Her exquisite figure skating sparked admiration throughout the country.
Hockey may be king in Canada, but at the 1948 St. Moritz Olympics, the nation crowned its queen, of figure skating at least. In fact, when 19 year-old Barbara Ann Scott won Canada’s first ever gold medal in singles figure skating, her performance rose above the gold medal performance by the Ottawa RCAF Flyers hockey team – after her victory, two forwards from the hockey team hoisted Canada’s Sweetheart on their shoulders and the triumphal photo was flashed around the globe.
In the wake of World War II, the nation needed a heroine, and Scott, with her China-blue eyes, on-ice grace and lightning-fast spins made people forget the ravages of war. On her return to Canada, Prime Minister Mackenzie King congratulated Canada’s new champion, explaining how she had given the country the courage to persevere through the era’s post-war gloom.
Scott began skating at age 7, and at 10, she became the youngest person to ever pass the gold figures test. When training, Scott was up every morning at 7:00 to practice eight hours and skate 17.7 kilometres just to complete her figures. She studied under a tutor in the late afternoon and was in bed by 8:30 each evening. Such discipline paid off, helping Scott to win the Canadian Junior Championship at age 11, and by 15 she was Canada’s senior champion.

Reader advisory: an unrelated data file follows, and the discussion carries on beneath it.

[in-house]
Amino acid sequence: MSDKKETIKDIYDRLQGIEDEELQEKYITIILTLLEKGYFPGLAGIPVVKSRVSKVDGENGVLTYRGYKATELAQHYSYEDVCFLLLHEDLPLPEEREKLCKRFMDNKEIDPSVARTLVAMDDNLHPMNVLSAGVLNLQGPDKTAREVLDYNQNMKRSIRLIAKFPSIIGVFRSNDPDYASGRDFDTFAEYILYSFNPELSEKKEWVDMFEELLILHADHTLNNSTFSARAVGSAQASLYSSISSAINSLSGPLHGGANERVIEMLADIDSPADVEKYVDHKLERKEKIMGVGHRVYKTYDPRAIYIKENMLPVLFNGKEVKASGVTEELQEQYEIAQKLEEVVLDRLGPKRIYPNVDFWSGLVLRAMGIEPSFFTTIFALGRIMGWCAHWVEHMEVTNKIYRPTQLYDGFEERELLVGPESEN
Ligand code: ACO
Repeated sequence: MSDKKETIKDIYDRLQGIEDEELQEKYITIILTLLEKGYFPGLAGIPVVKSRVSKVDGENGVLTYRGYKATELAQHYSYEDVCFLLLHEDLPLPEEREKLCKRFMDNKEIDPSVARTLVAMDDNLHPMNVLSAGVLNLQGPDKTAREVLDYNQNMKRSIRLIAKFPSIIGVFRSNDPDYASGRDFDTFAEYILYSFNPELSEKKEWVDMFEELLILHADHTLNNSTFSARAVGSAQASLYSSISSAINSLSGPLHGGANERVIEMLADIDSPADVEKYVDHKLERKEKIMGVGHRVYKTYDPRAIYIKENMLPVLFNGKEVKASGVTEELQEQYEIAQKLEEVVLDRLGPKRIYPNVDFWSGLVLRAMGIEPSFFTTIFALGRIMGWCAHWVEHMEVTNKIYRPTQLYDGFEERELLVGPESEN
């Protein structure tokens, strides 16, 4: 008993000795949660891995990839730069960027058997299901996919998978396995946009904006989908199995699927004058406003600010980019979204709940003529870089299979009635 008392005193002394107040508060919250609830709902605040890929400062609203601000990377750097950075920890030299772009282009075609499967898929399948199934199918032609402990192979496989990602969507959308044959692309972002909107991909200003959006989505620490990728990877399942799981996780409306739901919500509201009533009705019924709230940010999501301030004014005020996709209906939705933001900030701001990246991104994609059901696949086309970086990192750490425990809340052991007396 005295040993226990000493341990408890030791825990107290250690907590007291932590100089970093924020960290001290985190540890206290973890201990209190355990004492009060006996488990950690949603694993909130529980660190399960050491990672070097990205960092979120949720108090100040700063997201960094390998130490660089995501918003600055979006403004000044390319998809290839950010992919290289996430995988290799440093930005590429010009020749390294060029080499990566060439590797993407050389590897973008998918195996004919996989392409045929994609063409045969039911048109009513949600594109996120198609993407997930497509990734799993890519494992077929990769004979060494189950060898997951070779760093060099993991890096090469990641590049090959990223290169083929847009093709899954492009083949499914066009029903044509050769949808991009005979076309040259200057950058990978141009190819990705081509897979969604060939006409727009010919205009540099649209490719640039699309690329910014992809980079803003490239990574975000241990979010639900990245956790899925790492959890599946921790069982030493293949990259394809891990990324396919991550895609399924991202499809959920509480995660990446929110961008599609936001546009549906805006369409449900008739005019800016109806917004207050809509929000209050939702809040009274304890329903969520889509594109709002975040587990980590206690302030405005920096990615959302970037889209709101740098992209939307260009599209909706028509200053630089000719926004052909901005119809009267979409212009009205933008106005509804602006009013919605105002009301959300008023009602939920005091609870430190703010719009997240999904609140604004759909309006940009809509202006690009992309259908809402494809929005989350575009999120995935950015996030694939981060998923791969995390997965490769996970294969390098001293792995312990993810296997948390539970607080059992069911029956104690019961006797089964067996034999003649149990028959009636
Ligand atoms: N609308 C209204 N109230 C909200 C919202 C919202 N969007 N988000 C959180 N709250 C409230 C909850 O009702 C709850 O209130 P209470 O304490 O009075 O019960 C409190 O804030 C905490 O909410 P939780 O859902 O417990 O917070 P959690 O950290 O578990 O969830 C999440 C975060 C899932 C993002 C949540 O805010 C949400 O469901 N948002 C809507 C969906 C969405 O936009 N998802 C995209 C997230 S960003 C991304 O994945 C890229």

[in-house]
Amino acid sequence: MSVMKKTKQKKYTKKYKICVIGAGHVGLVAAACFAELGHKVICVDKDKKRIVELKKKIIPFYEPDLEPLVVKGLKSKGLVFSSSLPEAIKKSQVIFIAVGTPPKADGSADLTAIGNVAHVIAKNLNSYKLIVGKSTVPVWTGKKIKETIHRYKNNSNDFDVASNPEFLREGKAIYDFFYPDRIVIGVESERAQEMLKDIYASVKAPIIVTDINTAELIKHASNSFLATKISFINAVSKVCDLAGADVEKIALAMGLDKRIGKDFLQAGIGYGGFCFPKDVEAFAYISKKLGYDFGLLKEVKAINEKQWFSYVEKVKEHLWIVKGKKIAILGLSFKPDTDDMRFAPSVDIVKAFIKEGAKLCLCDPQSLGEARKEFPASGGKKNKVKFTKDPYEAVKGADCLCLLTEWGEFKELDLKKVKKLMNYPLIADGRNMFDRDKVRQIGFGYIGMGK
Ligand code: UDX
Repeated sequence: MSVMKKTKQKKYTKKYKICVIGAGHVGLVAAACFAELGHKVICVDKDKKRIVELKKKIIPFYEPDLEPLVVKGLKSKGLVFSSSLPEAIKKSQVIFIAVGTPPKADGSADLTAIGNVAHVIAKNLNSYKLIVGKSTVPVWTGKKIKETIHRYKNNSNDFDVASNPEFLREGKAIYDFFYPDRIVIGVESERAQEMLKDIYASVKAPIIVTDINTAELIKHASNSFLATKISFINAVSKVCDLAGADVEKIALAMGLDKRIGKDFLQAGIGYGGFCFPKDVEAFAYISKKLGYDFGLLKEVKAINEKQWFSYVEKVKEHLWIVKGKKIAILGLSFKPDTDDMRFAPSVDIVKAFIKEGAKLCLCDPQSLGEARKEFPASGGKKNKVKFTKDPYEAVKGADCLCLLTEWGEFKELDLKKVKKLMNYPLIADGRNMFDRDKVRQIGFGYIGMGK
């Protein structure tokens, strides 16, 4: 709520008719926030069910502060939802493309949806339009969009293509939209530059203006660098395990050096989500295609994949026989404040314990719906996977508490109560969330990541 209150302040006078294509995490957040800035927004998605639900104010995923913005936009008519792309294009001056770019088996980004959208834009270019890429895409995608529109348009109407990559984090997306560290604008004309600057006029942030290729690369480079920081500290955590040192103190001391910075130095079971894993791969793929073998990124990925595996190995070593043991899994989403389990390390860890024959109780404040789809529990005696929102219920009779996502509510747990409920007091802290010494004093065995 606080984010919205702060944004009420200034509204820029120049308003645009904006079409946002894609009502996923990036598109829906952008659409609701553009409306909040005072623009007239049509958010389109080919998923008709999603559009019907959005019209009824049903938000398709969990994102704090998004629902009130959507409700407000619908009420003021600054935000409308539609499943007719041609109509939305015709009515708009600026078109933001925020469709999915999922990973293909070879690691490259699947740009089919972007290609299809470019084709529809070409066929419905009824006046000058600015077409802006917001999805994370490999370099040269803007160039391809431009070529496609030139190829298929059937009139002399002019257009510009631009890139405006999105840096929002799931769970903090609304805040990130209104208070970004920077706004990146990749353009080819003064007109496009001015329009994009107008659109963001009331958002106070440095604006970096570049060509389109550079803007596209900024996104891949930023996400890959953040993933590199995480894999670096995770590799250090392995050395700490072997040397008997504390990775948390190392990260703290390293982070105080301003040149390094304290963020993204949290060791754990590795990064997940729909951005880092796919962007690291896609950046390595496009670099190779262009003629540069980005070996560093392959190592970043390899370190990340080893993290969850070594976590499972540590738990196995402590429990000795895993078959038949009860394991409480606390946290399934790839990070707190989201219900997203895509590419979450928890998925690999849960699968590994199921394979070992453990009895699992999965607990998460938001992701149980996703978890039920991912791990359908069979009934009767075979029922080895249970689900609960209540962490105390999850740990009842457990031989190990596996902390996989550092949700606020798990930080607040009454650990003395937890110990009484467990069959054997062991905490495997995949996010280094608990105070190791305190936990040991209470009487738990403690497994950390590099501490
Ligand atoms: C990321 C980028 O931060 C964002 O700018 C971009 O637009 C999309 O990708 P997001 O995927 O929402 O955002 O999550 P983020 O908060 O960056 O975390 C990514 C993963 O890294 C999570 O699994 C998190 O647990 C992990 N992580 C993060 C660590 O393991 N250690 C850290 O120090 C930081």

By 1947, she was on the world’s stage. Four dozen Ottawa friends raised enough money to send Scott, her mother, and coach to the European championships in Davos, Switzerland and the World championships in Stockholm, Sweden. She won both, and then repeated the back-to-back wins again in 1948.
Barbara Ann came home a hero. She felt a love from our country that flows till this day. After four years headlining the Hollywood ice review, Scott, just 25, retired and married Tom King of Chicago. She still judges at professional events.
Barbara Ann Scott of Ottawa, Ontario. A footprint carved perfectly in the spotlight of Canadian sport.